By Andrea Sears, Public News Service
for The Post Publications
HARRISBURG PA – Family caregivers in Pennsylvania now can get critical assistance from hospitals to help their loved ones with medical needs stay in their homes. The state’s CARE (Caregiver Advise, Record, Enable) Act, signed into law a year ago, officially becomes effective today (April 20, 2017).
The act requires Pennsylvania hospitals to give elderly patients an opportunity to designate a caregiver in their medical record, according to Estella Hyde, lead volunteer for AARP of Pennsylvania. That puts the named caregiver in the loop for medical provider information about and plans for the patient, as well as training for his or her needs.
The benefit? Hyde points to a University of Pittsburgh study showing that, with proper information and training, caregivers help reduce the risk of re-hospitalization. Among patients age 65 and older who received Medicare, she noted, university research pointed to a 25-percent decrease in re-admissions.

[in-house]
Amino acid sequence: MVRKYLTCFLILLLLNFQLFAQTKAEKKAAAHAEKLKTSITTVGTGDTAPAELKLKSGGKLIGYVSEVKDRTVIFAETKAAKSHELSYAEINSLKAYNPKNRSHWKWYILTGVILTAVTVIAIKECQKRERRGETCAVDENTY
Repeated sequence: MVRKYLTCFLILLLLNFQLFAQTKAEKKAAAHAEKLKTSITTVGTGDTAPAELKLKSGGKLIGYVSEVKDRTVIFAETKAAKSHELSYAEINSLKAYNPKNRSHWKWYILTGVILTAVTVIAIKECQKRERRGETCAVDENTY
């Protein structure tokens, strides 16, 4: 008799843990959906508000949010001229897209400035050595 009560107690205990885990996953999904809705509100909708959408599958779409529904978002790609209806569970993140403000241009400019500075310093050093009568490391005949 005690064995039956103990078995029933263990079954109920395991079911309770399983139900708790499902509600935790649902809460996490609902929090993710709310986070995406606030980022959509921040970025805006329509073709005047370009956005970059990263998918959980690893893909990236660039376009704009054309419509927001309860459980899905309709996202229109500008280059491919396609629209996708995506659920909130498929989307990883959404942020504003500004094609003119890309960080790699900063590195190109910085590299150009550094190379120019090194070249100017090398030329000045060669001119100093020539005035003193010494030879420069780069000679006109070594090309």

The act demands the family caregiver be “informed if their loved one is to be discharged home or transferred to another facility,” Hyde explained. And because caregivers may be required to perform multiple tasks, from managing medications to administering intravenous fluids and injections, “hospitals now must give them an explanation and demonstration of those tasks to perform at home.”
Families often are scattered across the country, so it’s important for seniors to plan ahead. Before they’re hospitalized, Hyde warned, they must prepare in advance to ensure there’s someone they can depend on to help out when they return home. The designee could be “a cousin, a brother, a sibling, or even a friend” who agrees to the role, she said.
More than 1.6 million Pennsylvanians care for older parents, spouses or other loved ones, AARP claimed.
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